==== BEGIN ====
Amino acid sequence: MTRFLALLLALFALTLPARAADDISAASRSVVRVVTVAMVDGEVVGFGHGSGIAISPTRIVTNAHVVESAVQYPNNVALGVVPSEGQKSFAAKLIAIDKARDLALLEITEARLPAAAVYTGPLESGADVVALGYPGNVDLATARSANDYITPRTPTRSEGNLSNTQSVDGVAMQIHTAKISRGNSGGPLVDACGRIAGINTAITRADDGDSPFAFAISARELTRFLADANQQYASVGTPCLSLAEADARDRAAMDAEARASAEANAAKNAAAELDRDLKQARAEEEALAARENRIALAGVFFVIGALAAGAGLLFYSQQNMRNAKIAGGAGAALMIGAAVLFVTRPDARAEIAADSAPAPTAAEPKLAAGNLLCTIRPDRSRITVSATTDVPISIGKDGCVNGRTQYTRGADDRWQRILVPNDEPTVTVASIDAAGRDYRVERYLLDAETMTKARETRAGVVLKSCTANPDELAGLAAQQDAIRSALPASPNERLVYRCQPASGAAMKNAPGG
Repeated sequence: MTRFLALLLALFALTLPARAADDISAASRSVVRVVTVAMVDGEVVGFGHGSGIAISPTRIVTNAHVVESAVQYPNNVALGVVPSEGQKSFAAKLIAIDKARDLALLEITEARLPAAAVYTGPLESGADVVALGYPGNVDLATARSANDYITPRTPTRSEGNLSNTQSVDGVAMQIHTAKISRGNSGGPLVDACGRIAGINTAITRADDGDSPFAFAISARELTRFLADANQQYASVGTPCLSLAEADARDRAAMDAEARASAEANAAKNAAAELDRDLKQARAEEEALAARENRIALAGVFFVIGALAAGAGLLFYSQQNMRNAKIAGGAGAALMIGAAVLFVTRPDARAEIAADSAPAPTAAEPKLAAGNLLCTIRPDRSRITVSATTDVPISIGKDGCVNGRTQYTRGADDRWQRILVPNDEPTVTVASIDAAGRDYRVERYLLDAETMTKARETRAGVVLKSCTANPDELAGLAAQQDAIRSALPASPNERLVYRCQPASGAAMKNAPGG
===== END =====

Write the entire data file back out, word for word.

Amino acid sequence: MTRFLALLLALFALTLPARAADDISAASRSVVRVVTVAMVDGEVVGFGHGSGIAISPTRIVTNAHVVESAVQYPNNVALGVVPSEGQKSFAAKLIAIDKARDLALLEITEARLPAAAVYTGPLESGADVVALGYPGNVDLATARSANDYITPRTPTRSEGNLSNTQSVDGVAMQIHTAKISRGNSGGPLVDACGRIAGINTAITRADDGDSPFAFAISARELTRFLADANQQYASVGTPCLSLAEADARDRAAMDAEARASAEANAAKNAAAELDRDLKQARAEEEALAARENRIALAGVFFVIGALAAGAGLLFYSQQNMRNAKIAGGAGAALMIGAAVLFVTRPDARAEIAADSAPAPTAAEPKLAAGNLLCTIRPDRSRITVSATTDVPISIGKDGCVNGRTQYTRGADDRWQRILVPNDEPTVTVASIDAAGRDYRVERYLLDAETMTKARETRAGVVLKSCTANPDELAGLAAQQDAIRSALPASPNERLVYRCQPASGAAMKNAPGG
Repeated sequence: MTRFLALLLALFALTLPARAADDISAASRSVVRVVTVAMVDGEVVGFGHGSGIAISPTRIVTNAHVVESAVQYPNNVALGVVPSEGQKSFAAKLIAIDKARDLALLEITEARLPAAAVYTGPLESGADVVALGYPGNVDLATARSANDYITPRTPTRSEGNLSNTQSVDGVAMQIHTAKISRGNSGGPLVDACGRIAGINTAITRADDGDSPFAFAISARELTRFLADANQQYASVGTPCLSLAEADARDRAAMDAEARASAEANAAKNAAAELDRDLKQARAEEEALAARENRIALAGVFFVIGALAAGAGLLFYSQQNMRNAKIAGGAGAALMIGAAVLFVTRPDARAEIAADSAPAPTAAEPKLAAGNLLCTIRPDRSRITVSATTDVPISIGKDGCVNGRTQYTRGADDRWQRILVPNDEPTVTVASIDAAGRDYRVERYLLDAETMTKARETRAGVVLKSCTANPDELAGLAAQQDAIRSALPASPNERLVYRCQPASGAAMKNAPGG